Esophageal cancer is a serious and debilitating condition and the treatments involved can also have a negative impact on an individual's quality of life. Due to the severity of the condition, esophageal cancer has been listed as one of the 88 conditions that qualify for claim processing under the SSA's Compassionate Allowances initiative.

When filing a claim for Social Security Disability benefits based on a diagnosis of esophageal cancer, you will need to provide as much medical evidence as possible to the Social Security Administration. Lab results, treatment records, and written statements from your treating physicians will all assist in the processing of your Social Security Disability claim.

Is Esophageal Cancer A Disability?

If you have been diagnosed with esophageal cancer, it can be stressful, and you may find yourself unable to work and earn a living. You may qualify for disability benefits from the Social Security Administration (SSA), which could help you cover your medical expenses and basic living costs. The SSA uses a medical guide, which is called the Blue Book, to determine if an individual qualifies for disability benefits.

There are two more common kinds of esophageal cancer – squamous cell carcinoma and adenocarcinoma. This cancer of the esophagus, which is most often in the lower portion of the tube connecting the stomach and the throat, is often not discovered until the later stages. Because it is not found until later, the patient may have a poor prognosis. Esophageal cancer has no symptoms in the early stages, so the patient often doesn’t realize there is a problem until later.

The Blue Book has sections that apply to apply to different body systems and each section has multiple listings that are for medical conditions that may apply to that body system. Each condition has medical criteria that must be met for the claimant to qualify for disability benefits.

The Blue Book has listings under which esophageal cancer could qualify for disability benefits just by showing that he or she has a confirmed diagnosis of carcinoma or sarcoma of the esophagus. The stage of the cancer doesn’t matter just so long as the diagnosis and kind of cancer are confirmed.

Esophageal cancer has various symptoms could include difficulty swallowing, unintended weight loss, chest pains, severe heartburn, digestive symptoms, hoarseness, and coughing. Esophageal is a rare condition with fewer than 200,000 cases diagnosed across the country every year. It may be treated with medications, surgery, radiation or chemotherapy, or other supportive and palliative care may be necessary depending on the severity of the condition, the stage of cancer, and the symptoms suffered.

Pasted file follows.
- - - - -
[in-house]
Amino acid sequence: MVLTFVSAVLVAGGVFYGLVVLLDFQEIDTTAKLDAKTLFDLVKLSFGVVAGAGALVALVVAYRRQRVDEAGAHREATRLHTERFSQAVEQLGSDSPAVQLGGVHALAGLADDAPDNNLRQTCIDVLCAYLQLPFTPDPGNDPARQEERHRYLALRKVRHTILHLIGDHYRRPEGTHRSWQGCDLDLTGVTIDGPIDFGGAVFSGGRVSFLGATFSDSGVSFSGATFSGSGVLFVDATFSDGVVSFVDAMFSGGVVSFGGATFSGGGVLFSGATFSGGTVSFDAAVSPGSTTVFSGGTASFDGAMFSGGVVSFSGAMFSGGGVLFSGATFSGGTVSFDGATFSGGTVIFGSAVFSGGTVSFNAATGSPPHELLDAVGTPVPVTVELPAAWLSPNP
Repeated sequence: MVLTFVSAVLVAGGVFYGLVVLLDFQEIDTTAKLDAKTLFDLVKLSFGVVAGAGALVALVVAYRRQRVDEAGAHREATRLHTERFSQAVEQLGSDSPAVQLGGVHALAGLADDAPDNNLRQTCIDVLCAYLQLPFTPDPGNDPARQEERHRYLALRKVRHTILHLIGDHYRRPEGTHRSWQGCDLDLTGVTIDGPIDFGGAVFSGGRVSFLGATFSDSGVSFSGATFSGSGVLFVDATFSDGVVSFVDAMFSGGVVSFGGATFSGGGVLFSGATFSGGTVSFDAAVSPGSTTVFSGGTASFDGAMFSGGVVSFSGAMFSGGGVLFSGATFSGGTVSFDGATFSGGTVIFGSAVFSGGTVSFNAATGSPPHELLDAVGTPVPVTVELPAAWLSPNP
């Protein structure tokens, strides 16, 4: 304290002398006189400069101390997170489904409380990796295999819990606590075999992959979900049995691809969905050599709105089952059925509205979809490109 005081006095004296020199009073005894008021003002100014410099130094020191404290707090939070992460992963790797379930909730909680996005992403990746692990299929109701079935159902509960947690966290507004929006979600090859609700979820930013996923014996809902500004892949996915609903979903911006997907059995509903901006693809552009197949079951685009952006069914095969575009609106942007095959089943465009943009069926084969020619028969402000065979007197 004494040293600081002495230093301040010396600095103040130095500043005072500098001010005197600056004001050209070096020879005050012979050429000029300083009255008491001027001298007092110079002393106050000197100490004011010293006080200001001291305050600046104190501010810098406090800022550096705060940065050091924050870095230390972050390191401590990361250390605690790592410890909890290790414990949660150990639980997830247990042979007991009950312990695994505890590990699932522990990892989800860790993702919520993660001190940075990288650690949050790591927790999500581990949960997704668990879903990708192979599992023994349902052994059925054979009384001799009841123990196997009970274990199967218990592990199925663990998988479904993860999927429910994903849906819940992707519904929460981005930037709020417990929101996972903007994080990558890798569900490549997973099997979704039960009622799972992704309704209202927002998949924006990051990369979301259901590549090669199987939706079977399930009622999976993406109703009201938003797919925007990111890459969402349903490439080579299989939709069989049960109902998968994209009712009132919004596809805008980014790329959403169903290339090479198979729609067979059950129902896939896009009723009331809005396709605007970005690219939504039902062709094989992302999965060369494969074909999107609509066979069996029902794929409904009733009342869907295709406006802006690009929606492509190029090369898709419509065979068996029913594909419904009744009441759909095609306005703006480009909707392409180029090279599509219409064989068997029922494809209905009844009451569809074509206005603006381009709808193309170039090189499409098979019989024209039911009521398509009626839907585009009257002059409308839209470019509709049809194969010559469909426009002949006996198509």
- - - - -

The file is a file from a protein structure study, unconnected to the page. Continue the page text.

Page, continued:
Sometimes the treatments themselves can be disabling. Medications, radiation, and chemotherapy can cause debilitating symptoms and have negative side effects, such as fatigue, nausea, confusion, anxiety, and much more. You should make note of any side effects that the treatments cause you. You want to provide as many details as possible about your condition, so you have painted a clear picture should there be any questions about your cancer diagnosis.

Compassionate Allowances

The SSA has a list of 88 serious conditions included on a listing for the Compassionate Allowances (CAL) program. If a condition is on this list, then it will qualify for disability benefits just so long as the claimant provides the supporting documentation that confirms the diagnosis and that the claimant has the specified condition that is on the list.

While a condition on the CAL list doesn’t require as much documentation, you need to make sure you do have your medical records readily available so the disability examiner can confirm your diagnosis and make a decision regarding your claim.

Carcinoma or sarcoma of the esophagus is included on the CAL. So, as previously mentioned, if you can provide a confirmed medical diagnosis with the supporting medical records, then your claim will be approved. While a regular disability claim could take several months to be approved, a claim that is on the CAL should take just a few weeks to be processed and approved.